The concert also marked the 75th anniversary of the reopening of the Milan opera house after World War Two bombings.
World Health Organization chief Tedros Adhanom Ghebreyesus said that public health capacities must be strengthened to prepare for the possibility of vaccine-evading Covid-19 variants.
Even in countries with a sliding trend in cases and with the highest vaccination rates.
A new drug helps Covid-19 patients breathe on their own.
A new monoclonal antibody drug was added to treatments being given to hospitalised Covid-19 patients who were still breathing on their own.
The French prime minister Jean Castex has said that France was “emerging on a long-term basis” from the Covid-19 crisis as he gave new details about shop and restaurant openings, according to AFP.
The prime minister told Le Parisien newspaper:
I say it in the clearest way possible: we are finally in the process of emerging on a long-term basis from this health crisis.’
“Obviously, this exit will take place in a progressive, careful and supported way. But the trend is clear, we are nearing the end, and it’s good news.”
The Spanish government has urged people to act ‘responsibly’ after crowds celebrated the end of a state of emergency over the week without masks or social distancing, AFP reports.
Justice Minister Juan Carlos Campo wrote in an opinion piece in El Pais daily saying:
The end of the state of emergency does not mean the end of restrictions. Far from it. The virus threat still exists, that’s why the authorities will continue to take action, and the public must keep on behaving responsibly.”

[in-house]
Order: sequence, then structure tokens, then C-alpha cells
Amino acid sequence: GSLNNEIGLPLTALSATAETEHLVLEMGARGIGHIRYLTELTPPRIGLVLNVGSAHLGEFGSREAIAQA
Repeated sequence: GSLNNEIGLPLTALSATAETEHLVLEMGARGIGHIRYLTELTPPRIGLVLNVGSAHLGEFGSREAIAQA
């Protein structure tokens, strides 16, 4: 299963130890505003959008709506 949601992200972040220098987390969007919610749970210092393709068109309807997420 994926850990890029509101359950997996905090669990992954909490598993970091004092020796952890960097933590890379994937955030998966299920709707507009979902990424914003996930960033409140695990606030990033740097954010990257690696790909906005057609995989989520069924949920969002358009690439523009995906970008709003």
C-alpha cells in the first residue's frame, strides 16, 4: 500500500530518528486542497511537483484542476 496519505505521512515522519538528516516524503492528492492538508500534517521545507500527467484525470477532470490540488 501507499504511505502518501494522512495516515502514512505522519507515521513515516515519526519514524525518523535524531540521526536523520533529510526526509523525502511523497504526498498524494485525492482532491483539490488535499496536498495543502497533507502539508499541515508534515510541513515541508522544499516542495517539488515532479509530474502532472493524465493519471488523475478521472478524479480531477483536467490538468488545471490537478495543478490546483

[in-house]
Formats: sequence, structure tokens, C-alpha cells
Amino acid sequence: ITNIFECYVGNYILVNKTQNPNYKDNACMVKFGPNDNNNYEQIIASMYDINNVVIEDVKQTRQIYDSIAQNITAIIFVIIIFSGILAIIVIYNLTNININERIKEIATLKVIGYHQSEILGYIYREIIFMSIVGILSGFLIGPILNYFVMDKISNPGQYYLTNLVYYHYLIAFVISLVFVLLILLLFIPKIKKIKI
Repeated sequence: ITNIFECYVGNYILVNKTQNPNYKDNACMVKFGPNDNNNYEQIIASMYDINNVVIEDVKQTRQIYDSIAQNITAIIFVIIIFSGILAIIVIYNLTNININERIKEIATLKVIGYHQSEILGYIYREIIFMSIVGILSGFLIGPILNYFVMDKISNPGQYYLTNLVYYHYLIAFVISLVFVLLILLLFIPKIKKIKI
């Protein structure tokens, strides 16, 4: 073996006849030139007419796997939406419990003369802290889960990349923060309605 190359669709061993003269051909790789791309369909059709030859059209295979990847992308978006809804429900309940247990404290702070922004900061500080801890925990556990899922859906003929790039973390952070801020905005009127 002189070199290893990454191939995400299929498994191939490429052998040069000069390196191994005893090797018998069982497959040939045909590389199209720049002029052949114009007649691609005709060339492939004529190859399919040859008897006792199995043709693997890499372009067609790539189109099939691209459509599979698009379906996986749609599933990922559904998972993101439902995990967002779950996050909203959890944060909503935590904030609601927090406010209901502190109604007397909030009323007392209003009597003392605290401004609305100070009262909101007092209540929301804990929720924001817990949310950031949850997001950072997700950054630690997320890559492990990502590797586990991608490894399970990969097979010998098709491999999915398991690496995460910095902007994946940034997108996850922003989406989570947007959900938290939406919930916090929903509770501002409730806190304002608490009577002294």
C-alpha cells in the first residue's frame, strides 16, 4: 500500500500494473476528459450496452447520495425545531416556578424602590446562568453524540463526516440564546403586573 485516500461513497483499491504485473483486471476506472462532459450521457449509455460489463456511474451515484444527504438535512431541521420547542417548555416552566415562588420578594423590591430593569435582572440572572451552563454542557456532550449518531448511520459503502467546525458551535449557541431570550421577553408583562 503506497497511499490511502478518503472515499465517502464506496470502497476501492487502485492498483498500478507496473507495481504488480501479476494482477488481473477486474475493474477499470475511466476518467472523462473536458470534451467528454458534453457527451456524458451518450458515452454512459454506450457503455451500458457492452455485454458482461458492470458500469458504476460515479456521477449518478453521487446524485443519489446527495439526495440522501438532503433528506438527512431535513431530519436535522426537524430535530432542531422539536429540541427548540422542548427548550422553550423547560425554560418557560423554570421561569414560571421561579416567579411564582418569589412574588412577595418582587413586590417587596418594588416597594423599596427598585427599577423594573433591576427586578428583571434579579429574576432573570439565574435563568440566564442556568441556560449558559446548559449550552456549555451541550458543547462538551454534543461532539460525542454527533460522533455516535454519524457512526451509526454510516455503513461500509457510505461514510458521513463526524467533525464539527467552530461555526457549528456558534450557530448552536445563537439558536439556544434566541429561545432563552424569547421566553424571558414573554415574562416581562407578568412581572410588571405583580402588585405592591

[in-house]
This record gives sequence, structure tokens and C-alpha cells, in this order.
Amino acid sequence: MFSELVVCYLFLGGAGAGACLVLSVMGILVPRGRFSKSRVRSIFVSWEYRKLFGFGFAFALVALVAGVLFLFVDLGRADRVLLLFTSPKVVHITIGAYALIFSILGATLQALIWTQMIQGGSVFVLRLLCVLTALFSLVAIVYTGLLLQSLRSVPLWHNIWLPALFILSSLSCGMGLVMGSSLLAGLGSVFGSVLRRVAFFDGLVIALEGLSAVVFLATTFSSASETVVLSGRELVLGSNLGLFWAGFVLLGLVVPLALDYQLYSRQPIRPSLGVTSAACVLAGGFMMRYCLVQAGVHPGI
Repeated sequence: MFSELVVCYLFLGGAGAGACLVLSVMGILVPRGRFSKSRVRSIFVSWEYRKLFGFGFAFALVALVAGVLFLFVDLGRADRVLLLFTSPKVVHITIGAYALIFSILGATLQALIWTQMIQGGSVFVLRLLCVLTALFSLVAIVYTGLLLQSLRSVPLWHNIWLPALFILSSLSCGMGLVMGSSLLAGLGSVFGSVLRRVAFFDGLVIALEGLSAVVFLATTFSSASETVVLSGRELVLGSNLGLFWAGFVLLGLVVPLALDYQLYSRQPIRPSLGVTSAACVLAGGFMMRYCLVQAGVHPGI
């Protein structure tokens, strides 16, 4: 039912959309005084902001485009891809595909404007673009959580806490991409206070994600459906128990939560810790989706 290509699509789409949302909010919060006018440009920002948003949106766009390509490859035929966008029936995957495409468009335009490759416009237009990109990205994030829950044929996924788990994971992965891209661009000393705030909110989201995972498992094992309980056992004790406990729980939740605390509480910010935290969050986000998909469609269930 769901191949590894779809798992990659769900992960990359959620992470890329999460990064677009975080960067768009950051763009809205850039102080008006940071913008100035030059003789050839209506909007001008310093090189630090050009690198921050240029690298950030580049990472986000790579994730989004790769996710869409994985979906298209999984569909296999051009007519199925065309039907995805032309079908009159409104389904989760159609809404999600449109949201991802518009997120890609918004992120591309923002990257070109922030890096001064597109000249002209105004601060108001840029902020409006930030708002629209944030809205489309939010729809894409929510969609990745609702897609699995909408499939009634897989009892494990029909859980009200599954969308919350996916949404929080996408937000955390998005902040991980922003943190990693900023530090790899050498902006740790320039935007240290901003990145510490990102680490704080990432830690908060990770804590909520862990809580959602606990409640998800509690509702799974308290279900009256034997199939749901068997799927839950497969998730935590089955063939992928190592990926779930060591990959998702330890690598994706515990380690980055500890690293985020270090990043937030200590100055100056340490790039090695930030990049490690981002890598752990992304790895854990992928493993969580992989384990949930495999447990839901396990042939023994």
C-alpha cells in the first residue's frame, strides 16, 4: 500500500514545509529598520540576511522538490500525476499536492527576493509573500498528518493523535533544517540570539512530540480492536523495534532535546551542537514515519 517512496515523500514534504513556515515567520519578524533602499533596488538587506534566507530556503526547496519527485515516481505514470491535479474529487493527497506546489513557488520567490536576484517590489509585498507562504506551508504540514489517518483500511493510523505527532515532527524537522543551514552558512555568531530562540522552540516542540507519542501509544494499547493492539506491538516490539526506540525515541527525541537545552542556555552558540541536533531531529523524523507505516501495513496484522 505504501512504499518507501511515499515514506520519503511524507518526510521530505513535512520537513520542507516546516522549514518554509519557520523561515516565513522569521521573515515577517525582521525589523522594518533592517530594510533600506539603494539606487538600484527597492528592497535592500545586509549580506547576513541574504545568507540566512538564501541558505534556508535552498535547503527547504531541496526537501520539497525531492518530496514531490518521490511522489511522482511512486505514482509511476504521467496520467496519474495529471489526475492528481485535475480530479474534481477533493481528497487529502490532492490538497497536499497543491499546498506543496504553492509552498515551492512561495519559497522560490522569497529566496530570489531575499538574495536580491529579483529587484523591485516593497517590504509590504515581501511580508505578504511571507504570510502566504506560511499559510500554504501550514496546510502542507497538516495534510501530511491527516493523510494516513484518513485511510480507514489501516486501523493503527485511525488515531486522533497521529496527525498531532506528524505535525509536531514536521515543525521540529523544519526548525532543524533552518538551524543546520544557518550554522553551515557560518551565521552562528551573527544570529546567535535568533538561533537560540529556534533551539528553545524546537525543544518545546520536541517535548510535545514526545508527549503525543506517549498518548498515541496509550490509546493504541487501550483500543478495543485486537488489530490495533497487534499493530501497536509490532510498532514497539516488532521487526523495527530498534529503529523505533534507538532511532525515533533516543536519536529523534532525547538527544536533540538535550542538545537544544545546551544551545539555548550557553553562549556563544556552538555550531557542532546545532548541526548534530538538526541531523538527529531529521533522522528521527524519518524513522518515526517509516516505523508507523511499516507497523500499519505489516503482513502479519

University students at the State University of New York (SUNY) and the City University of New York (CUNY) must get vaccinated against Covid-19 to attend classes during the fall semester, Governor Andrew Cuomo said on Monday.
Affecting more than 435,000 full-time students, the announcement comes as the governor and other officials offer incentives to encourage more people to get the vaccine as demand declines, Reuters reports.
France records 3,292 new Covid-19 cases and 292 deaths. Monday’s new cases figures are the lowest figure since the start of the year, while the tally of patients in intensive care for the disease was down for the seventh consecutive day.
New cases always tend to fall on Mondays as fewer tests are conducted over the weekend. However, the seven-day moving average of daily infections, which evens out reporting irregularities, fell to 17,767, a trough since January 14, versus an April 14 peak of 42,225.
That’s all from me for today – I’ll hand over to my colleague Edna Mohamed now. Thanks for reading along.
Greece has reported 1,904 new infections and 60 more coronavirus deaths as the country relaxes restrictions and looks forward to the reopening of its tourism industry.
This takes the country’s death toll to 11,089, while cases stand at 363,904. A total of 732 are on ventilators in intensive care.
A young Italian woman has accidentally received six doses of the Pfizer-BioNTech’s Covid-19 vaccine.
According to media reports, on Sunday, a nurse at Apuane Hospital in Massa, Tuscany, mistakenly injected the woman’s arm with an entire phial of the vaccine, which contains six doses.
Mexico’s government has applied for emergency authorisation for Russia’s “Sputnik Light” Covid-19 vaccine from the country’s regulator, its foreign minister has announced.
Russia authorised the jab, which the Russian Direct Investment Fund said is 79.4% effective against Covid-19 and costs under $10 a dose, last week.
The head of the World Trade Organization has said she hopes the body will have found a “pragmatic” solution in regard to Covid-19 vaccine patents waivers by December.